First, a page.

- Anderson, P. (2019, May 8). Doctors’ Suicide Rate Highest of Any Profession. Retrieved from https://www.webmd.com/mental-health/news/20180508/doctors-suicide-rate-highest-of-any-profession#1
- Auburn University. (n.d). Stairway Safety. Retrieved from https://cws.auburn.edu/shared/content/files/1472/STAIRWAY
- Bureau of Labor Statistics. (2018, August 28). Back injuries prominent in work-relate musculoskeletal disorder cases in 2016. Retrieved from https://www.bls.gov/opub/ted/2018/back-injuries-prominent-in-work-related-musculoskeletal-disorder-cases-in-2016.htm?view_full
- Centers for Disease Control and Prevention. (2008, July). EXPOSURE TO STRESS: Occupational Hazards in Hospitals. Retrieved from https://www.cdc.gov/niosh/docs/2008-136/pdfs/2008-136.pdf?id=10.26616/NIOSHPUB2008136
- Centers for Disease Control and Prevention. (2013, July 2). SKIN EXPOSURES & EFFECTS. Retrieved from https://www.cdc.gov/niosh/topics/skin/default.html#occupations
- Centers for Disease Control and Prevention. (2015). Preventing Work-Related Motor-Vehicle Crashes. Retrieved from https://www.cdc.gov/niosh/docs/2015-111/pdfs/2015-111.pdf?id=10.26616/NIOSHPUB2015111
- Centers for Disease Control and Prevention. (2018, January 26). MOTOR VEHICLE SAFETY AT WORK. Retrieved from https://www.cdc.gov/niosh/motorvehicle/default.html
- Copeland, J. (n.d.). Top 10 Workplace Safety Tips Every Employee Should Know. Retrieved from https://www.energi.com/2018/11/06/top-10-workplace-safety-tips-every-employee-should-know/
- Corporate Wellness Magazine. (n.d.). Workplace Stress: A Silent Killer of Employee Health and Productivity. Retrieved from https://www.corporatewellnessmagazine.com/article/workplace-stress-silent-killer-employee-health-productivity
- Johns Hopkins Medicine. (n.d.). Occupational Lung Diseases. Retrieved from https://www.hopkinsmedicine.org/health/conditions-and-diseases/occupational-lung-diseases
- Maine Department of Labor. (n.d.). Create a Safe and Healthy Workplace. Retrieved from https://www.safetyworksmaine.gov/safe_workplace/
- Morrison, K.W. (2016, May 22). 7 common workplace safety hazards. Retrieved from https://www.safetyandhealthmagazine.com/articles/14054-common-workplace-safety-hazards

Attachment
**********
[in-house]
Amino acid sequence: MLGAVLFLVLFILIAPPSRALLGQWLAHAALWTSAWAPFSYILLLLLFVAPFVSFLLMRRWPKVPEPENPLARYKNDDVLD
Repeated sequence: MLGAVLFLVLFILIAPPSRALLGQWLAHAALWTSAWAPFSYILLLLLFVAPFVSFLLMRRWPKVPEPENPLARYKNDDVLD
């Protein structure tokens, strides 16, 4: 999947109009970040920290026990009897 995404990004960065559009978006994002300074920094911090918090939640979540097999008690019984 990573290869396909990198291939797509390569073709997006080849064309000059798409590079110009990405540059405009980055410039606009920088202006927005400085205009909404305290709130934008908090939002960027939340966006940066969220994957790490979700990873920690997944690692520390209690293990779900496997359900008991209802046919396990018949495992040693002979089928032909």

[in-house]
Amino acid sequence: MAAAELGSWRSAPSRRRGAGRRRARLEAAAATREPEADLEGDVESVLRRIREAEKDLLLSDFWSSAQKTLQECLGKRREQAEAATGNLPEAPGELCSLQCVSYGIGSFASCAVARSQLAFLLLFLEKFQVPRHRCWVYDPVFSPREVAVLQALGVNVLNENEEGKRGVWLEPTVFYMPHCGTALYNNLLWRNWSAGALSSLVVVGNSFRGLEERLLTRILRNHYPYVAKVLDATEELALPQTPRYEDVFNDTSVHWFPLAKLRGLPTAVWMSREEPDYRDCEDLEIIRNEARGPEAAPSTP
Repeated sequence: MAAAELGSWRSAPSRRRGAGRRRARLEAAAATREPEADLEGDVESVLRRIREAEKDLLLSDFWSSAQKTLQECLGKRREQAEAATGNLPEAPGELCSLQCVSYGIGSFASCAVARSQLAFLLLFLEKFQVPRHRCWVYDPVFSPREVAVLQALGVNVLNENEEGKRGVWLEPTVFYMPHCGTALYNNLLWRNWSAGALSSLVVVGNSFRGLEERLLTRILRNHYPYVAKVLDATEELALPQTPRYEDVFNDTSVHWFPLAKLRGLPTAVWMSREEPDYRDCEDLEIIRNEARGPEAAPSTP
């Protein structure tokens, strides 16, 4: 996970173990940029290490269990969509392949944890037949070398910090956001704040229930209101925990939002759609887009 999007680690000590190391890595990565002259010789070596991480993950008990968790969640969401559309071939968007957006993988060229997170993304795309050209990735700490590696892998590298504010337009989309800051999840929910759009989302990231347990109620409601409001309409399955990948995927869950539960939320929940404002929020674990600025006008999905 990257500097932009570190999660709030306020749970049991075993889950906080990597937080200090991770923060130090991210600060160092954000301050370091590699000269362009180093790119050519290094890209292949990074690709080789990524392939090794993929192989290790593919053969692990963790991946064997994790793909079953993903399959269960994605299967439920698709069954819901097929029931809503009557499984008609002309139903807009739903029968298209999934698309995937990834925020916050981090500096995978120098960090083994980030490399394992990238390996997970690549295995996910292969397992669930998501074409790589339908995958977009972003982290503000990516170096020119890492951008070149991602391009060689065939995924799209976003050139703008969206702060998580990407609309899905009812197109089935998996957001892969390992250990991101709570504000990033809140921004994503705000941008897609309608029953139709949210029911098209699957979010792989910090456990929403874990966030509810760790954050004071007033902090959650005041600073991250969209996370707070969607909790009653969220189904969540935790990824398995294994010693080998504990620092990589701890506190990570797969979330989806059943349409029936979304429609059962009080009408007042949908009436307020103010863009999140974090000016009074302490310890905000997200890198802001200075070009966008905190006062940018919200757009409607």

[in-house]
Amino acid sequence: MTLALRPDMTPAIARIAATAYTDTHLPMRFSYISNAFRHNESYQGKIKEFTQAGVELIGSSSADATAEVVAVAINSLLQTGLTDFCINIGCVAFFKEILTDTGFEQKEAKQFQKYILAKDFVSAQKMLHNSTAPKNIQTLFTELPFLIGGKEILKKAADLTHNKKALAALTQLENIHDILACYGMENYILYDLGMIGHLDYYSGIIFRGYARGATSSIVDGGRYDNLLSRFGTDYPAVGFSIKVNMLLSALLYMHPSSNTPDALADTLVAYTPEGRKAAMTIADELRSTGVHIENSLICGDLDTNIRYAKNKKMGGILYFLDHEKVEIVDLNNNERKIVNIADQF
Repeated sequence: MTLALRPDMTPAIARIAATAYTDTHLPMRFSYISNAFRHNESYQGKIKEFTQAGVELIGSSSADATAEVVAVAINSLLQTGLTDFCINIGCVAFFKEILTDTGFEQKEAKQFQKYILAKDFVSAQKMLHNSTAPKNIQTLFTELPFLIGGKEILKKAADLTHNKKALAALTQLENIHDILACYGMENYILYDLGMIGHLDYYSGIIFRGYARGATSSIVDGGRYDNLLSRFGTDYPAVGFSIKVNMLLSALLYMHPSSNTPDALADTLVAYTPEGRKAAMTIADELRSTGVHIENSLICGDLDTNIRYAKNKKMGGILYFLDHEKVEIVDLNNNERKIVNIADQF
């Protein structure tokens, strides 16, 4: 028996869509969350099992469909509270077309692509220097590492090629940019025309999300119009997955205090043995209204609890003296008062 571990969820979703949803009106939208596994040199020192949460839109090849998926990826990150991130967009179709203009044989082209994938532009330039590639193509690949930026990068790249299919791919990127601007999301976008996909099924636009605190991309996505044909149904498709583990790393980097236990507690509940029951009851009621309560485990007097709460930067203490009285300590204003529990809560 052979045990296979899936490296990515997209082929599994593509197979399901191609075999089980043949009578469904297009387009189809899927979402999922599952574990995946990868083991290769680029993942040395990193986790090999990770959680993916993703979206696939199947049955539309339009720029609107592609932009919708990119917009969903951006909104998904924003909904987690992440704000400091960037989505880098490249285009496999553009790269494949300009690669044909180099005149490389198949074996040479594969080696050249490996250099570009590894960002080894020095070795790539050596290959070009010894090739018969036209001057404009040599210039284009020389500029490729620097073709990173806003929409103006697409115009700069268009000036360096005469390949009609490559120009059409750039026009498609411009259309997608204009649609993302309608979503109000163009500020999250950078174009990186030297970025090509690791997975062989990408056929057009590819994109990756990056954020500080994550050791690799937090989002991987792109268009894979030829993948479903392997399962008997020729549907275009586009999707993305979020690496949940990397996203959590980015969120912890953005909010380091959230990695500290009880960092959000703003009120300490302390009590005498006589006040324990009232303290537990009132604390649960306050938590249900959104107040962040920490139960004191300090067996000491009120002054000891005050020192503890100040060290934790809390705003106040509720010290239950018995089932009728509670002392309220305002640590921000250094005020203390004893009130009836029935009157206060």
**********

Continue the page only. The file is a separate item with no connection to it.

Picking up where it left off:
- National Institutes of Health. (2019, April 8). Ergonomics. Retrieved from https://medlineplus.gov/ergonomics.html
- National Safety Council. (n.d.). Assaults Fourth Leading Cause of Workplace Deaths. Retrieved from https://www.nsc.org/work-safety/safety-topics/workplace-violence
- National Safety Council. Every Worker Deserves to Make it Home Safe — Every Day. Retrieved from https://www.nsc.org/work-safety
- Occupational Safety and Health Administration. (2002). Workplace Violence. OSHA FACT SHEET. Retrieved from https://www.osha.gov/OshDoc/data_General_Facts/factsheet-workplace-violence.pdf
- Occupational Safety and Health Administration. (2011, April). Focus Four: Fall Hazards INSTRUCTOR GUIDE. Retrieved from https://www.osha.gov/dte/outreach/construction/focus_four/falls/falls_ig.pdf
- Occupational Safety and Health Administration. (2016, October). Recommended Practices for Safety and Health Programs. Retrieved from https://www.osha.gov/shpguidelines/docs/OSHA_SHP_Recommended_Practices.pdf
- Occupational Safety and Health Administration. (2019). Join the National Safety Stand-Down To Prevent Falls in Construction. Retrieved from https://www.osha.gov/StopFallsStandDown/
- Occupational Safety and Health Administration. (n.d). Fall Protection. Retrieved from https://www.osha.gov/fall-protection
- Occupational Safety and Health Administration. (n.d.). Recommended Practices for Safety and Health Programs. Retrieved from https://www.osha.gov/shpguidelines/hazard-Identification.html#ai1
- Occupational Safety and Health Administration. (n.d.). Welcome to OSHA’s Fall Prevention Campaign. Retrieved from https://www.osha.gov/stop-falls
- Occupational Safety and Health Administration. (n.d.). Workplace Violence. Retrieved from https://www.osha.gov/SLTC/workplaceviolence/index.html
- Safety+Health. (2016, October 23). Falls in Construction: A Deadly Hazard. Retrieved from https://www.safetyandhealthmagazine.com/articles/14832-falls-in-construction-a-deadly-hazard
- Safety+Health. (2019, April 26). Don’t become ‘numb’ to workplace deaths and illnesses, AFL-CIO president says during Workers’ Memorial Week. Retrieved from https://www.safetyandhealthmagazine.com/articles/18363-dont-become-numb-to-workplace-deaths-and-illnesses-afl-cio-president-says-during-workers-memorial-week
- Safety.BLR.Com (2019, April 9). BLS: Workplace injuries, illnesses declining. Retrieved from https://safety.blr.com/workplace-safety-news/safety-administration/safety-general/BLS-Workplace-injuries-illnesses-declining/
- Smith, A. (2019, February 19). A Workplace Shooting Is Every HR Professional’s Fear. Retrieved from https://www.shrm.org/resourcesandtools/hr-topics/risk-management/pages/workplace-shooting-is-every-hr-professionals-fear.aspx
- Smith, J. (2018, September 1). Occupational Health & Safety. Retrieved from https://ohsonline.com/articles/2018/09/01/workplace-safety-culture-plans-and-actions.aspx
- The National Institute for Occupational Safety and Health (NIOSH). (2017, January 13). HEALTHCARE WORKERS. Retrieved from https://www.cdc.gov/niosh/topics/healthcare/default.html
- Tsai, F.J., Huang, W.L. & C, C.C. (2009). Occupational Stress and Burnout of Lawyers. Retrieved from https://www.jstage.jst.go.jp/article/joh/51/5/51_L8179/_pdf
- Yuan, X. et al. (2018, January). Night Shift Work Increases the Risks of Multiple Primary Cancers in Women: A Systematic Review and Meta-analysis of 61 Articles. Retrieved from https://cebp.aacrjournals.org/content/27/1/25